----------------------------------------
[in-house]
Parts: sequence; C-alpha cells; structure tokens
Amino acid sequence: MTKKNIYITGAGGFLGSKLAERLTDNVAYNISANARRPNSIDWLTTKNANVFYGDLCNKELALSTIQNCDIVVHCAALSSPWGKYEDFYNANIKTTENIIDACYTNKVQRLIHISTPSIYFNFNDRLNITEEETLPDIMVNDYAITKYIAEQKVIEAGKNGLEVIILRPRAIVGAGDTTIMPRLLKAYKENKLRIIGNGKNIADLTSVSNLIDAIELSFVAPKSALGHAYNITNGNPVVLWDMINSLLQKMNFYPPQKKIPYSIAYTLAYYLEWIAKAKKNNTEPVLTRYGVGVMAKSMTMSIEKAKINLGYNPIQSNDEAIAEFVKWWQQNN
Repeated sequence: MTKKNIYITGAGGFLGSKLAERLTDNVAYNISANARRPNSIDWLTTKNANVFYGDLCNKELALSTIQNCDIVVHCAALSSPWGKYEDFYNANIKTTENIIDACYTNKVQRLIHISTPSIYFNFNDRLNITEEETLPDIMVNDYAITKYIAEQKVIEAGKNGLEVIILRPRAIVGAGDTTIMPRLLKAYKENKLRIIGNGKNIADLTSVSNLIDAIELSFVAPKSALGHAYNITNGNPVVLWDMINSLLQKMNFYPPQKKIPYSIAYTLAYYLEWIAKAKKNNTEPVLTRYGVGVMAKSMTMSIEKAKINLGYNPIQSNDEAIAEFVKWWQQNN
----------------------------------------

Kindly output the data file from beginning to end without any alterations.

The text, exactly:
[in-house]
Parts: sequence; C-alpha cells; structure tokens
Amino acid sequence: MTKKNIYITGAGGFLGSKLAERLTDNVAYNISANARRPNSIDWLTTKNANVFYGDLCNKELALSTIQNCDIVVHCAALSSPWGKYEDFYNANIKTTENIIDACYTNKVQRLIHISTPSIYFNFNDRLNITEEETLPDIMVNDYAITKYIAEQKVIEAGKNGLEVIILRPRAIVGAGDTTIMPRLLKAYKENKLRIIGNGKNIADLTSVSNLIDAIELSFVAPKSALGHAYNITNGNPVVLWDMINSLLQKMNFYPPQKKIPYSIAYTLAYYLEWIAKAKKNNTEPVLTRYGVGVMAKSMTMSIEKAKINLGYNPIQSNDEAIAEFVKWWQQNN
Repeated sequence: MTKKNIYITGAGGFLGSKLAERLTDNVAYNISANARRPNSIDWLTTKNANVFYGDLCNKELALSTIQNCDIVVHCAALSSPWGKYEDFYNANIKTTENIIDACYTNKVQRLIHISTPSIYFNFNDRLNITEEETLPDIMVNDYAITKYIAEQKVIEAGKNGLEVIILRPRAIVGAGDTTIMPRLLKAYKENKLRIIGNGKNIADLTSVSNLIDAIELSFVAPKSALGHAYNITNGNPVVLWDMINSLLQKMNFYPPQKKIPYSIAYTLAYYLEWIAKAKKNNTEPVLTRYGVGVMAKSMTMSIEKAKINLGYNPIQSNDEAIAEFVKWWQQNN